World Transformation Movement (Introduction)

by dhw, Wednesday, October 28, 2020, 09:00 (34 days ago) @ George Jelliss

I've come here because I'd like your opinion on this
"World Transformation Movement" that I encountered on twitter:

https://www.humancondition.com/

It has elements that attract me, such as its emphasis
that human nature is essentially Good,
and the importance of Reason (or Intellect).
But on the other it has hints of Spirituality
and cites people like Laurens Van Der Post
whose ideas I have been dubious of in the past.
What do you think?

I’m afraid I struggled through this with increasing frustration. The main thesis is that humans are good, our acquisition of consciousness has created mass psychosis because it has caused conflict with our good instincts, and all we have to do is realize that we are good and not bad and that will solve all the world’s problems. Bonobos are apparently all good and loving and cooperative, and they are our nearest relatives, and humans were all good and loving and cooperative too until we started our conscious thinking. I have no idea how he knows that prehistoric humans lived in nothing but love and cooperation – his only reference seems to be the metaphor of the Garden of Eden. Even primitive humans had weapons, and incidentally bonobos are capable of their own fair share of aggression. He says we are all “boiling with rage” below the surface. Are we? If so, what makes us boil? Is it really that we think we are bad when in fact we are good? I must be honest here: I don’t think I am bad, and I am not boiling underneath. If I boil, it is when I see other people’s instinctive badness violating their fellow humans’ instinctive goodness. As for “saving the world”, the message seems to be that if only all the world’s dictators, murderers, thieves, rapists, paedophiles etc. would read his book, they would realize that they are good and not bad, and then we shall be back in the Garden of Eden.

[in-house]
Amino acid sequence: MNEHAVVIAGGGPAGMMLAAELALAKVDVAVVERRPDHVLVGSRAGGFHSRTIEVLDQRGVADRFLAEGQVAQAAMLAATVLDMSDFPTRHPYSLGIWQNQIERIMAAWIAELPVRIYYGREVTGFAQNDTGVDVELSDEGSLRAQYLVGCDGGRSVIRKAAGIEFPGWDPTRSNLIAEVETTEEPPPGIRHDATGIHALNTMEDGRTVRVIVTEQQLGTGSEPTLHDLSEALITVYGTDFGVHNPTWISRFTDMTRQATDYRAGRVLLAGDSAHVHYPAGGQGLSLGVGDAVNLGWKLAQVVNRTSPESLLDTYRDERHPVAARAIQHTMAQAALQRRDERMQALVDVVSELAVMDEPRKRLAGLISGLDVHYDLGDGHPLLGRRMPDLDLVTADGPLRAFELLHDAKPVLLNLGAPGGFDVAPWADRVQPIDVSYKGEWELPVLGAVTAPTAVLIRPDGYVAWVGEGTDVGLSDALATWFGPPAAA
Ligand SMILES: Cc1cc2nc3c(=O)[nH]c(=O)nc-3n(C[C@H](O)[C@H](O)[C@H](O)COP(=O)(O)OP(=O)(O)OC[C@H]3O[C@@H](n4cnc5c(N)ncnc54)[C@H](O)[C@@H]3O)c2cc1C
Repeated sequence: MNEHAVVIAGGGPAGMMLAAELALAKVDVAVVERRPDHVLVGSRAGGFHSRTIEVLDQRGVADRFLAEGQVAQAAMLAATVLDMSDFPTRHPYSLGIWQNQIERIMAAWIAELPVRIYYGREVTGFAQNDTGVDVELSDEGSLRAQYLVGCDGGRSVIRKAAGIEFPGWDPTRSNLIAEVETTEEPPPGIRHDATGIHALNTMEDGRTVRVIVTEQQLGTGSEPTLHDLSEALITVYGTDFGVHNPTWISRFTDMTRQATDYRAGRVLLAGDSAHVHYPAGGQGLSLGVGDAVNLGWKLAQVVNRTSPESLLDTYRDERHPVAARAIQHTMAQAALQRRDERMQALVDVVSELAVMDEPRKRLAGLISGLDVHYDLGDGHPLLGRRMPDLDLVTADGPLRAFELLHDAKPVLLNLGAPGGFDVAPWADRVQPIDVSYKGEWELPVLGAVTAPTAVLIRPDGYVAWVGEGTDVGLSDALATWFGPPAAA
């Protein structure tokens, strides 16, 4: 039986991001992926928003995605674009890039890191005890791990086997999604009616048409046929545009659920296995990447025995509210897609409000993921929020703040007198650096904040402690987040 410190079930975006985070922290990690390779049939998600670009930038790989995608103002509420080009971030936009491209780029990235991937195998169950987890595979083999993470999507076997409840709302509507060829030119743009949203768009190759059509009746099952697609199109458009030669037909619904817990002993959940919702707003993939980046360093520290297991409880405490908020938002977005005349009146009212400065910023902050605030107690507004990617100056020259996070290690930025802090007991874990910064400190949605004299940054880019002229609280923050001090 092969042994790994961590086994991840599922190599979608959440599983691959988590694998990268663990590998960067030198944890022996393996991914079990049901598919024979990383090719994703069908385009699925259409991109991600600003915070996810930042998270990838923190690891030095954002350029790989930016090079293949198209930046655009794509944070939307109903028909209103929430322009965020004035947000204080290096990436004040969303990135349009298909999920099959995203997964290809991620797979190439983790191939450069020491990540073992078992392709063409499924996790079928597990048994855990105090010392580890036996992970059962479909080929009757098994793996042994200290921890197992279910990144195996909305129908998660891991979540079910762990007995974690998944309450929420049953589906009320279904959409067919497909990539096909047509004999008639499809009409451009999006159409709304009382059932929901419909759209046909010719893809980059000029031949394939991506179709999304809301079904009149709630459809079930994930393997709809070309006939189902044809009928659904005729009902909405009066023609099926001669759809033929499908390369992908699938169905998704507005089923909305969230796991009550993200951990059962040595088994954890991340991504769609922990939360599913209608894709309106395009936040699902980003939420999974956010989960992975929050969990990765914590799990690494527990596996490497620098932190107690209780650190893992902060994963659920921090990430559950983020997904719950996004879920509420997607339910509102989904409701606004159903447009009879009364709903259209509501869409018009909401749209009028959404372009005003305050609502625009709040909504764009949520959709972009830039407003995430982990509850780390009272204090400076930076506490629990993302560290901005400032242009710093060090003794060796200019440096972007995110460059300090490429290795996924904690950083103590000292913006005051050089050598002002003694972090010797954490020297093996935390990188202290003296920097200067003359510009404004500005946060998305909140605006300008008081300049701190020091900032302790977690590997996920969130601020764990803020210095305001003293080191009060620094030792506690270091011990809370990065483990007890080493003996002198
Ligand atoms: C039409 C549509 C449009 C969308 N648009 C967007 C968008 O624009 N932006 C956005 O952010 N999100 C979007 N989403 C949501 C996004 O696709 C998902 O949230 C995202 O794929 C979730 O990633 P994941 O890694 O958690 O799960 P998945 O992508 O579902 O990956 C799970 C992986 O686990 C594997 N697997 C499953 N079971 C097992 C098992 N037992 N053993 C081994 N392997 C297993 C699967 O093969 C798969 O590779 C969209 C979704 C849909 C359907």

I have a counter proposal. Our animal ancestors exhibit the same dual nature as ourselves. They are full of love (nurturing their young) and cooperativeness (working as a group), but they are equally full of aggression (meat-eating, claiming territory, fighting for mates or for leadership) and selfishness (an essential tool for survival). We are descended from them, and share the same instincts. Our consciousness enables us to analyse and philosophize and even partially control these instincts, but the selfishness that is essential for survival will always expand into the selfishness that leads to most of society’s problems, other than those caused by Nature. There never was a Garden of Eden. And getting humans to believe they are good and not bad is not going to create one.

I agree with you, George, in that I think human nature is essentially (but far from totally) good, and certainly reason is essential if we are to achieve some kind of balance between instinct and intellect. But as for the diagnosis of and cure for the “human condition”, I’m surprised that anyone can take this seriously.


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